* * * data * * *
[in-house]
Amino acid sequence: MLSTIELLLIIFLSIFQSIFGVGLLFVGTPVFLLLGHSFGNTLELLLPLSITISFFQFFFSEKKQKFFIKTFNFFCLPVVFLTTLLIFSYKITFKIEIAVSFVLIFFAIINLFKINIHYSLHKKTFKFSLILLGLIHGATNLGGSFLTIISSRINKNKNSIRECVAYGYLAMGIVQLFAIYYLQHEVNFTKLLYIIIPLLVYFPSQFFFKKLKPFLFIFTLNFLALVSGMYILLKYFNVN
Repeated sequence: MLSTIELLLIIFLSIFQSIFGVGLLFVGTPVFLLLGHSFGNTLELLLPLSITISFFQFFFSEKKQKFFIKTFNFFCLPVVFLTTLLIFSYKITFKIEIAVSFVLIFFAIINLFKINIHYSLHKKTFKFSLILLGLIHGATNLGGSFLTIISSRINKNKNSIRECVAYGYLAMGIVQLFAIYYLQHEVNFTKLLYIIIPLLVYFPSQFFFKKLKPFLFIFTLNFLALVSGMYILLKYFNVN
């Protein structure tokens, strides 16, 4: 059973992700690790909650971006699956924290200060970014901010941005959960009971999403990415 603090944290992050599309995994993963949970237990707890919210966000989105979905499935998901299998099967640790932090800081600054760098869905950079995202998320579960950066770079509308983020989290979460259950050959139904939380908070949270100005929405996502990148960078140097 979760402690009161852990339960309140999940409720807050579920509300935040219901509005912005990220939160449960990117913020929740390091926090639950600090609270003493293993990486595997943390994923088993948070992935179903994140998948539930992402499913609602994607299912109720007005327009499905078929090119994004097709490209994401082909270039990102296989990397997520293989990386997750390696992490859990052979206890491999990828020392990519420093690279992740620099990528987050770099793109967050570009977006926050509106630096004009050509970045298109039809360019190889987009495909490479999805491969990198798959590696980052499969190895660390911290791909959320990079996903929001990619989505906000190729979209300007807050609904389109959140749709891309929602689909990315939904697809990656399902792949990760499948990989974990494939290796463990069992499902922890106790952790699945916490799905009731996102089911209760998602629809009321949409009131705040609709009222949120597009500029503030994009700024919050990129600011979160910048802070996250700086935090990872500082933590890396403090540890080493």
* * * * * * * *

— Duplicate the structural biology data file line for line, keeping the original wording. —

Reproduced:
[in-house]
Amino acid sequence: MLSTIELLLIIFLSIFQSIFGVGLLFVGTPVFLLLGHSFGNTLELLLPLSITISFFQFFFSEKKQKFFIKTFNFFCLPVVFLTTLLIFSYKITFKIEIAVSFVLIFFAIINLFKINIHYSLHKKTFKFSLILLGLIHGATNLGGSFLTIISSRINKNKNSIRECVAYGYLAMGIVQLFAIYYLQHEVNFTKLLYIIIPLLVYFPSQFFFKKLKPFLFIFTLNFLALVSGMYILLKYFNVN
Repeated sequence: MLSTIELLLIIFLSIFQSIFGVGLLFVGTPVFLLLGHSFGNTLELLLPLSITISFFQFFFSEKKQKFFIKTFNFFCLPVVFLTTLLIFSYKITFKIEIAVSFVLIFFAIINLFKINIHYSLHKKTFKFSLILLGLIHGATNLGGSFLTIISSRINKNKNSIRECVAYGYLAMGIVQLFAIYYLQHEVNFTKLLYIIIPLLVYFPSQFFFKKLKPFLFIFTLNFLALVSGMYILLKYFNVN
């Protein structure tokens, strides 16, 4: 059973992700690790909650971006699956924290200060970014901010941005959960009971999403990415 603090944290992050599309995994993963949970237990707890919210966000989105979905499935998901299998099967640790932090800081600054760098869905950079995202998320579960950066770079509308983020989290979460259950050959139904939380908070949270100005929405996502990148960078140097 979760402690009161852990339960309140999940409720807050579920509300935040219901509005912005990220939160449960990117913020929740390091926090639950600090609270003493293993990486595997943390994923088993948070992935179903994140998948539930992402499913609602994607299912109720007005327009499905078929090119994004097709490209994401082909270039990102296989990397997520293989990386997750390696992490859990052979206890491999990828020392990519420093690279992740620099990528987050770099793109967050570009977006926050509106630096004009050509970045298109039809360019190889987009495909490479999805491969990198798959590696980052499969190895660390911290791909959320990079996903929001990619989505906000190729979209300007807050609904389109959140749709891309929602689909990315939904697809990656399902792949990760499948990989974990494939290796463990069992499902922890106790952790699945916490799905009731996102089911209760998602629809009321949409009131705040609709009222949120597009500029503030994009700024919050990129600011979160910048802070996250700086935090990872500082933590890396403090540890080493």